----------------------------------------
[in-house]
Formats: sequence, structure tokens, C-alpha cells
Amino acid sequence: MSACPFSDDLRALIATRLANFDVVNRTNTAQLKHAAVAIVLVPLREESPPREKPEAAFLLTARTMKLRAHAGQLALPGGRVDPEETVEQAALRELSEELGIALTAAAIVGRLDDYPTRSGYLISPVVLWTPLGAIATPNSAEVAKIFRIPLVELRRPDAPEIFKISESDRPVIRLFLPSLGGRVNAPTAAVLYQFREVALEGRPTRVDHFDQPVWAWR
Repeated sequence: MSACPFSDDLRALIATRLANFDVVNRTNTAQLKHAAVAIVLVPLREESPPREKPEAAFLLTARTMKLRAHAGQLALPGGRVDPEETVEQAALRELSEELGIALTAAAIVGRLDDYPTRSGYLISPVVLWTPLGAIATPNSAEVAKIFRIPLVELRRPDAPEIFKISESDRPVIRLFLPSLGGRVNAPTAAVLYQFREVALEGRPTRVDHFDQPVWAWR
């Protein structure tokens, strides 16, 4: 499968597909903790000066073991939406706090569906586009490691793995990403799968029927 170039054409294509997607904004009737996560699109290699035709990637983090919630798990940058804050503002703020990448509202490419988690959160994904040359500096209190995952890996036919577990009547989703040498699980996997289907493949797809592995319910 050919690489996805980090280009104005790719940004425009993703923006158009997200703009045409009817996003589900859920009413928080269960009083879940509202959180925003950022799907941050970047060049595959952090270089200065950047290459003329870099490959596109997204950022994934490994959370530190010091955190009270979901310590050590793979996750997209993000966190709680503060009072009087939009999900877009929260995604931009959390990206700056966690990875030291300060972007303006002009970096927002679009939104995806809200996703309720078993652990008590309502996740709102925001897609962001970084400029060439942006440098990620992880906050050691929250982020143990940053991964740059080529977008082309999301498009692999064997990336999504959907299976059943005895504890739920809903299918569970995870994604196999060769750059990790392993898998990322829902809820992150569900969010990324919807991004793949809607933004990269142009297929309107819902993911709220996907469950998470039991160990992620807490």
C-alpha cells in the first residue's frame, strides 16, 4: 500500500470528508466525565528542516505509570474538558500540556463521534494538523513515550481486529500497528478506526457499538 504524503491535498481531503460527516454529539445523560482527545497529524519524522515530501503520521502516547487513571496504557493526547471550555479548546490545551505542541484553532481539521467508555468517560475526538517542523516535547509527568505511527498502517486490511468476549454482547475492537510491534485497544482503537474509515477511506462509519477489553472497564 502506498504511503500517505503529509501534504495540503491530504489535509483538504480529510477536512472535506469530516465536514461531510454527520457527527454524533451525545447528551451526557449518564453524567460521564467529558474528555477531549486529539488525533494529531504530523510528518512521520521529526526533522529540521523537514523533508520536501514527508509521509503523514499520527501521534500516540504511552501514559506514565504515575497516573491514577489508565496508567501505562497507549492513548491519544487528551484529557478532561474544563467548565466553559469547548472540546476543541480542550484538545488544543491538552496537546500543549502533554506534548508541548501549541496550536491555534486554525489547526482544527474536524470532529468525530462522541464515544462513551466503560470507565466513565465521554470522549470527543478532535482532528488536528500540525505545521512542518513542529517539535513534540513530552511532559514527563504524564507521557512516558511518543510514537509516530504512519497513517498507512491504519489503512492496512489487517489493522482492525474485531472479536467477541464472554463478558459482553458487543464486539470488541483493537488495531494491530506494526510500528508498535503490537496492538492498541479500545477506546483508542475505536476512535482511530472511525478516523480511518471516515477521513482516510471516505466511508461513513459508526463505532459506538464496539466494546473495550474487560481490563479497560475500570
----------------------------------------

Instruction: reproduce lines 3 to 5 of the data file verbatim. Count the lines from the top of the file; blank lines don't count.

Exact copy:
Amino acid sequence: MSACPFSDDLRALIATRLANFDVVNRTNTAQLKHAAVAIVLVPLREESPPREKPEAAFLLTARTMKLRAHAGQLALPGGRVDPEETVEQAALRELSEELGIALTAAAIVGRLDDYPTRSGYLISPVVLWTPLGAIATPNSAEVAKIFRIPLVELRRPDAPEIFKISESDRPVIRLFLPSLGGRVNAPTAAVLYQFREVALEGRPTRVDHFDQPVWAWR
Repeated sequence: MSACPFSDDLRALIATRLANFDVVNRTNTAQLKHAAVAIVLVPLREESPPREKPEAAFLLTARTMKLRAHAGQLALPGGRVDPEETVEQAALRELSEELGIALTAAAIVGRLDDYPTRSGYLISPVVLWTPLGAIATPNSAEVAKIFRIPLVELRRPDAPEIFKISESDRPVIRLFLPSLGGRVNAPTAAVLYQFREVALEGRPTRVDHFDQPVWAWR
């Protein structure tokens, strides 16, 4: 499968597909903790000066073991939406706090569906586009490691793995990403799968029927 170039054409294509997607904004009737996560699109290699035709990637983090919630798990940058804050503002703020990448509202490419988690959160994904040359500096209190995952890996036919577990009547989703040498699980996997289907493949797809592995319910 050919690489996805980090280009104005790719940004425009993703923006158009997200703009045409009817996003589900859920009413928080269960009083879940509202959180925003950022799907941050970047060049595959952090270089200065950047290459003329870099490959596109997204950022994934490994959370530190010091955190009270979901310590050590793979996750997209993000966190709680503060009072009087939009999900877009929260995604931009959390990206700056966690990875030291300060972007303006002009970096927002679009939104995806809200996703309720078993652990008590309502996740709102925001897609962001970084400029060439942006440098990620992880906050050691929250982020143990940053991964740059080529977008082309999301498009692999064997990336999504959907299976059943005895504890739920809903299918569970995870994604196999060769750059990790392993898998990322829902809820992150569900969010990324919807991004793949809607933004990269142009297929309107819902993911709220996907469950998470039991160990992620807490």